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Which Is The Best Procedure To Make A Permanent Magnet?

In order to understand the procedures that are involved to make a permanent magnet, it is important to understand what magnets are, permanent magnets and their nature. We will start step by step and will focus on the topic simultaneously.

What Is A Permanent Magnet?

A magnet is a material that generates its own persistent magnetic field and does not depend on an outside energy source to produce it, which is why it's often referred to as a permanent magnet. That field can be reversed by placing the magnet in an external strong magnetic field.

A permanent magnet is always magnetic and has certain temperature conditions that it works on. We will discuss all the details and will discuss the best methods to create a magnet.

Permanent magnets come in many types, including ceramic, alnico, samarium-cobalt and neodymium. They can be classified as rare earth magnets since they contain several different materials. Some of these rare earth magnets have amazing properties — like the ability to hold several times their own weight, or even lift up cars! They're incredibly strong for their size.

Types of Magnets:

Classification of magnet has two main parent categories: There are two types of magnets — manmade and natural. Man Made magnets are magnetized metal, like the ones inside your computer, and were made by humans. Natural magnets are found in nature, like the lodestone that attracts metal for compasses.

Man-made magnets are more complex — they can be designed to hold up to 200 times their weight, which is pretty cool!

Magnets can be made from a variety of naturally occurring elements, including iron, cobalt, nickel and their alloys. However, the strongest magnets are made from compounds of rare-earth elements such as neodymium and samarium.

Two Most Common Ways to Create a Magnet:

While many types of magnet are made in a factory, there are two ways to create permanent magnets. The first is an electromagnet — this uses electricity from a battery or power supply to produce the effect. The second is through the use of magnetism.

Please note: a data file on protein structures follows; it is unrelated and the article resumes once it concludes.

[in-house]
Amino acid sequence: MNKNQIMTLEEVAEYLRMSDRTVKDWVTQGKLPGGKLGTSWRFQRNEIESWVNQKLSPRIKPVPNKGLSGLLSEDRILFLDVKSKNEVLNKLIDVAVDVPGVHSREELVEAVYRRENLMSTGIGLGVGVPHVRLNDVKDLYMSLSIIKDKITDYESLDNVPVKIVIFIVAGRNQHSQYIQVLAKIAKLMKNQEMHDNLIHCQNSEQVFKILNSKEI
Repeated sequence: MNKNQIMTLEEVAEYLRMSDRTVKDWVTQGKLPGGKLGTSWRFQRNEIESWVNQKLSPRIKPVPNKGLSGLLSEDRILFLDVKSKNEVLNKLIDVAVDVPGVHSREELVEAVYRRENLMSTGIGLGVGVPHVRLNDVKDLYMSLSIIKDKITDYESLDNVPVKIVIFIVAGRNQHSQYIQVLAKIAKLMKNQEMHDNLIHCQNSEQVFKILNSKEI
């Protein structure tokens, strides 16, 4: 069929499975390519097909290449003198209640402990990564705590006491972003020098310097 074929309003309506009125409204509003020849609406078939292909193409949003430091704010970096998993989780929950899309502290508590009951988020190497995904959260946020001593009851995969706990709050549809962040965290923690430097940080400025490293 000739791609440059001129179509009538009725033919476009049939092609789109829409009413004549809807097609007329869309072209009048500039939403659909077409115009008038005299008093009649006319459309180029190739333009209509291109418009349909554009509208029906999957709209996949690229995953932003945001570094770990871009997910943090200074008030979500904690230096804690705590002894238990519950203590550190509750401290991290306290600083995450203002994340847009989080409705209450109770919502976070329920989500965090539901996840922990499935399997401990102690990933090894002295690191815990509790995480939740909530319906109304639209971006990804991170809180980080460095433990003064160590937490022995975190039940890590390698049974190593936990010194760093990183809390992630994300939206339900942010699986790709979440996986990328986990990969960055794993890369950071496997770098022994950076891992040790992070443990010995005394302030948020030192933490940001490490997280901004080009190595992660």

We will discuss both the procedures, however, electromagnetic magnetism is costly at big productions and mainly done in industries, that’s because this procedure is fast. The other type requires a powerful magnet to magnetize a metal to magnet.

Magnet Made From Electricity:

An electromagnet uses electricity to produce a magnetic field. Electromagnets are different from permanent magnets — they only exert their magnetic force while they're being energized by an electric current. Electromagnets are used in many devices and machines that we use on an everyday basis, but are most commonly seen in loudspeakers, motors, and generators.

An electromagnet uses electricity from a battery or power supply to produce the magnetic field that attracts and holds ferrous metal objects. It's a type of magnet that is made by wrapping insulated electric wire around a soft iron core that's shaped like a donut or D-ring. The level of magnetic force depends on the amount of electrical current that flows through the wire, the number of turns in the coil, and the strength of iron used for the core. Electromagnets are designed to use electricity to create a magnetic field, which can be stronger than a permanent magnet. Electromagnets have two poles — the North Pole and the South Pole. Two like poles repel each other, and unlike poles attract.

Magnet Made From Magnetism:

Magnetic materials are created through an effect called magnetization, which is the alignment of a material's atoms. So when you expose a non-magnetic material to an external magnetic field (by rubbing it against a magnet, for example), the electrons in the material become aligned. This makes them respond to their own magnetic field, which causes the material to repel the original magnet and become magnetized.

Some magnets stay magnetic forever. And that’s why it is called a permanent magnet. They’re the kind of magnet you want for a wide variety of jobs. Some magnets only stay magnetic when in the presence of other magnetic fields, like from a permanent magnet. These magnets are called soft magnets, and they’re best for certain kinds of jobs.


Effect of Temperature on a Permanent Magnet:

At room temperature, a magnet is composed of many magnetic domains. When heated to its Curie temperature, these domains lose their alignment. Since there are now no longer any magnetic domains pointing in the same direction, the object becomes non-magnetic. When the object’s temperature is returned to room temperature, it can be magnetized again in the same way as outlined above.


Note: The Curie temperature is when any permanent magnet loses its magnetism. Named for the French physicist Pierre Curie, this critical temperature is based on the magnetic moment of iron atoms and the spin magnetic moment of electrons. The Curie temperature depends on the chemical composition and increases with any impurities.

In short: Permanently magnetized materials such as iron and nickel lose their magnetization when heated past what is called the Curie temperature. Above the Curie temperature, the material can no longer align in a magnetic field; this makes it difficult to magnetize above this point.



So in this blog we deeply discussed and understood the top two most used methods to create a magnet, however to create a permanent magnet (a material that never loses the magnetism is known as a permanent magnet, under certain conditions). Electromagnetism is a process to turn a material into a magnetism under the influence of electricity. On the other hand, keeping a magnetic material under influence of a non-magnetic material to make it magnetic is a permanent magnet process.

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